March is Women’s History Month, so we’re highlighting a few young and upcoming women leaders you should know about. In no particular order, here are four women leaders who are paving the for young girls in The Magic City.
1. Jessica Chriesman
First, we have Jessica Chriesman. Chriesman is a local filmmaker and the newly-appointed Director of Education and Outreach at Sidewalk Cinema. She directs, produces and edits her own independent films that focus on telling the stories of individuals in the South. Chriesman told me that the main goal of these films is to show the South in a different light than what is normally portrayed.
How does she do that? She highlights areas in the South through several elements that include:
- Social justice
- Nonprofit organizations
Chriesman has developed and overseen many projects that have landed her the new position with Sidewalk—an organization that she has admired for a long time. When I asked Chriesman for one piece of advice she would give to young girls who want to be where she is, she said:
“I think persistence is definitely key and also being open to meeting people, hearing what they’re about and opening your network to other people. It’s super helpful in this industry.”Jessica Chriesman, Director of Education & Outreach, Sidewalk Cinema
2. Cameron Shevlin
Next, is Cameron Shevlin. As Director of Annual Campaign for United Way of Central Alabama, Shevlin helps leads team of individuals for the single largest social services campaign in Alabama. Their 2021 campaign’s $36 million dollar success is now supporting over 80 UW partner agencies and other programs that play an important role in the quality of life for all of us. She is passionate about fighting for the health, education and financial stability of every person in the community that she helps serve.
Shevlin isn’t new to helping her community. She’s been involved in nonprofit organizations since her college days.
“It was my senior year of college and I took a service-learning class. We were serving in the community and working with free preparation. Even though it was a part of the class, I thoroughly enjoyed it. I looked forward to it every week and eventually realized how great it was and that this was what I wanted to do.”Cameron Shevlin, Director of Annual Campaign, United Way of Central Alabama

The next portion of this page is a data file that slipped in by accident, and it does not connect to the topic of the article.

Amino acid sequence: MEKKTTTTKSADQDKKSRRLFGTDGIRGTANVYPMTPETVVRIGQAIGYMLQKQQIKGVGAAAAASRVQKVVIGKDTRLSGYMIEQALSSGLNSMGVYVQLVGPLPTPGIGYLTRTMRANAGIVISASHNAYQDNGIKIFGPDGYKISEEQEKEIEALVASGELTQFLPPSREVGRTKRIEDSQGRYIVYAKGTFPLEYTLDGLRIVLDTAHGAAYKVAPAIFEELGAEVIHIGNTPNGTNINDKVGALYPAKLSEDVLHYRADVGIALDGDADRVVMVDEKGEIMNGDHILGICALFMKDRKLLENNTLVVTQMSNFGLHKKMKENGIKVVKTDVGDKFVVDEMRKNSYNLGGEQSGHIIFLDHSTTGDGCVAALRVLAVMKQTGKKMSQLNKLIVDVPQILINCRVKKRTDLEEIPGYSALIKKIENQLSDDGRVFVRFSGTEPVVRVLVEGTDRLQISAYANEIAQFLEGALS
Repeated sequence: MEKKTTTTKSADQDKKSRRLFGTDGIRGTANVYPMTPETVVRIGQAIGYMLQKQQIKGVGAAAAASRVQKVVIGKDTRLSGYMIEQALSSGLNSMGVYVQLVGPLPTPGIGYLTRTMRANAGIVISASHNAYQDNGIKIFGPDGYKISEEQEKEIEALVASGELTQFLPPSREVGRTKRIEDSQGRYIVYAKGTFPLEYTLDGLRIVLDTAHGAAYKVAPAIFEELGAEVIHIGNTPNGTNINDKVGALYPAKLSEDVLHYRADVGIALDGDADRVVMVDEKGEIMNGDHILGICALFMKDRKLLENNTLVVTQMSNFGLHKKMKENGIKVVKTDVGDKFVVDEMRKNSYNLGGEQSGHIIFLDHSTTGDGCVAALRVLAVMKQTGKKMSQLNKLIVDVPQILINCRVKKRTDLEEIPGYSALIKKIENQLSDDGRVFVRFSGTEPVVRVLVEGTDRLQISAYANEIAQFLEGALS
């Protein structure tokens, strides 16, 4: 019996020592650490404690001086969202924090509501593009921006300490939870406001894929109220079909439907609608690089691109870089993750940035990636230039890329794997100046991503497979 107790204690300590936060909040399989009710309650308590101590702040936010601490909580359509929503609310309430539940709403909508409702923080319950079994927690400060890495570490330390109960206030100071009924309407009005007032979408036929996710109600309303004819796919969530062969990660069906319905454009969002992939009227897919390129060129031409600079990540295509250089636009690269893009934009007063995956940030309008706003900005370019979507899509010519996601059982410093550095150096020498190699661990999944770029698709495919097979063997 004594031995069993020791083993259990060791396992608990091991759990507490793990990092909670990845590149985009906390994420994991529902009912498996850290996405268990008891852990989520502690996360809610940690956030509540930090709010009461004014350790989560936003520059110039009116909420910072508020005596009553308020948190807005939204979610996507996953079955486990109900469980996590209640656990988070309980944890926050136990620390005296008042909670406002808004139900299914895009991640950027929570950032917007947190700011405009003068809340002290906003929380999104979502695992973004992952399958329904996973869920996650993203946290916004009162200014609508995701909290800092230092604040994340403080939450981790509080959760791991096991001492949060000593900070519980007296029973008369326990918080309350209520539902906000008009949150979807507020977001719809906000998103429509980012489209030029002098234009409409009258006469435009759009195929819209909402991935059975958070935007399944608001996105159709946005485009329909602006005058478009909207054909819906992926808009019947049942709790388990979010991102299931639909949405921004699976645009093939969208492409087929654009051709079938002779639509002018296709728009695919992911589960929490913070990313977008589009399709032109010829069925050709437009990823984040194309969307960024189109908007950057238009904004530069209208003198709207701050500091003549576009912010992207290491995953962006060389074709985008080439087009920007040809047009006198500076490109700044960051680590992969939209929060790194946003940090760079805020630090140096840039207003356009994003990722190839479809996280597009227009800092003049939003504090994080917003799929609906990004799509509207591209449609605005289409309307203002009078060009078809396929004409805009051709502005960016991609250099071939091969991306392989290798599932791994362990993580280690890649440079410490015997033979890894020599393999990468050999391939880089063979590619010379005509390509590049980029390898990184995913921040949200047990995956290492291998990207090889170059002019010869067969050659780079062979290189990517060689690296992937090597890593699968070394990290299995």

She is also the president of the Rotaract Club of Birmingham, an organization that develops young professional leaders to be actively engaged in building a better community. Shevlin encourages young girls interested in community work to put themselves out there and get involved any way they can whether that is working with an organization or creating their own space.
3. Alana Frederick
Alana Frederick is a young lady who is making major moves in the local law world. She holds the position as Law Clerk at Eleventh Circuit Court of Appeals where she primarily conducts the legal research, writing, opinion-drafting and preparing for court sessions. Plus, she oversees younger attorneys. Frederick sets a positive perception to attorneys and lawyers by pushing the narrative of always treating everyone with respect—no matter the role of the person that you’re interacting with.
“We can learn something from everybody, regardless of their background and whether you went to an Ivy League school or whether you didn’t go to college at all. Always treat everybody with respect and the dignity that they deserve.”Alana Frederick, Law Clerk, Eleventh Circuit Court of Appeals
Frederick holds several other positions in local organizations and programs including:
- Alabama Theatre Junior Board
- Birmingham Committee of Foreign Relations
- Adjunct Professor at Cumberland Law
Plus, she’s on the Executive Board for the Rotaract Club of Birmingham and launched a new program called Junior Rotaractors for children of club members to participate in giving back to the community.
4. Leah Davis
Leah Davis is the Director of Development for Red Mountain Park, where she builds relationships and fundraise in efforts to support Red Mountain Park—at only 23 years old. Much like Shevlin, she began her community work in college and gained a lot of experience through internships and volunteer work.
How does she raise money for Red Mountain? By working with corporations, foundations and individuals and telling the story of the park and informing them of the mission of the park. She pushes a community focus of the park and works diligently to engage and connect to the community around us. Although, she’s only been in the position for a short while, she already has big plans for Red Mountain Park.